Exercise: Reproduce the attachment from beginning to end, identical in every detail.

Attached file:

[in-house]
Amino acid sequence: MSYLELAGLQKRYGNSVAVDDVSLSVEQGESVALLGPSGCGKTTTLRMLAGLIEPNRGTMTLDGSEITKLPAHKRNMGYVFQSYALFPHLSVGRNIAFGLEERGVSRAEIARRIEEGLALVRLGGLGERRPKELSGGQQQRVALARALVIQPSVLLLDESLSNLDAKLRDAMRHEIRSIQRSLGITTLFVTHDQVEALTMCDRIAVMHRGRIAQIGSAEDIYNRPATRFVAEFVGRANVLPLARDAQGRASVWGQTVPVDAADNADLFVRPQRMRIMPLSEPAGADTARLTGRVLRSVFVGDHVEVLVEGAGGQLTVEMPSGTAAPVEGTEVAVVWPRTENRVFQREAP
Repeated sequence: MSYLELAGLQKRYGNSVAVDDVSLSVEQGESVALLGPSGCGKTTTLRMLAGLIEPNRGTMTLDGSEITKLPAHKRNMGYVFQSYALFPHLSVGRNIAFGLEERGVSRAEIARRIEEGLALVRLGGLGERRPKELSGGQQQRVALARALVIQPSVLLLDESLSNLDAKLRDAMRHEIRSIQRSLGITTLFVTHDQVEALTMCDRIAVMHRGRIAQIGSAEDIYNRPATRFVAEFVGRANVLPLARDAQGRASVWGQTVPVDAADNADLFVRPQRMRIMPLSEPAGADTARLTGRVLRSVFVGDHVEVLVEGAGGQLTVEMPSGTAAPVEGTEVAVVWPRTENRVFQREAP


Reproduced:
[in-house]
Amino acid sequence: MSYLELAGLQKRYGNSVAVDDVSLSVEQGESVALLGPSGCGKTTTLRMLAGLIEPNRGTMTLDGSEITKLPAHKRNMGYVFQSYALFPHLSVGRNIAFGLEERGVSRAEIARRIEEGLALVRLGGLGERRPKELSGGQQQRVALARALVIQPSVLLLDESLSNLDAKLRDAMRHEIRSIQRSLGITTLFVTHDQVEALTMCDRIAVMHRGRIAQIGSAEDIYNRPATRFVAEFVGRANVLPLARDAQGRASVWGQTVPVDAADNADLFVRPQRMRIMPLSEPAGADTARLTGRVLRSVFVGDHVEVLVEGAGGQLTVEMPSGTAAPVEGTEVAVVWPRTENRVFQREAP
Repeated sequence: MSYLELAGLQKRYGNSVAVDDVSLSVEQGESVALLGPSGCGKTTTLRMLAGLIEPNRGTMTLDGSEITKLPAHKRNMGYVFQSYALFPHLSVGRNIAFGLEERGVSRAEIARRIEEGLALVRLGGLGERRPKELSGGQQQRVALARALVIQPSVLLLDESLSNLDAKLRDAMRHEIRSIQRSLGITTLFVTHDQVEALTMCDRIAVMHRGRIAQIGSAEDIYNRPATRFVAEFVGRANVLPLARDAQGRASVWGQTVPVDAADNADLFVRPQRMRIMPLSEPAGADTARLTGRVLRSVFVGDHVEVLVEGAGGQLTVEMPSGTAAPVEGTEVAVVWPRTENRVFQREAP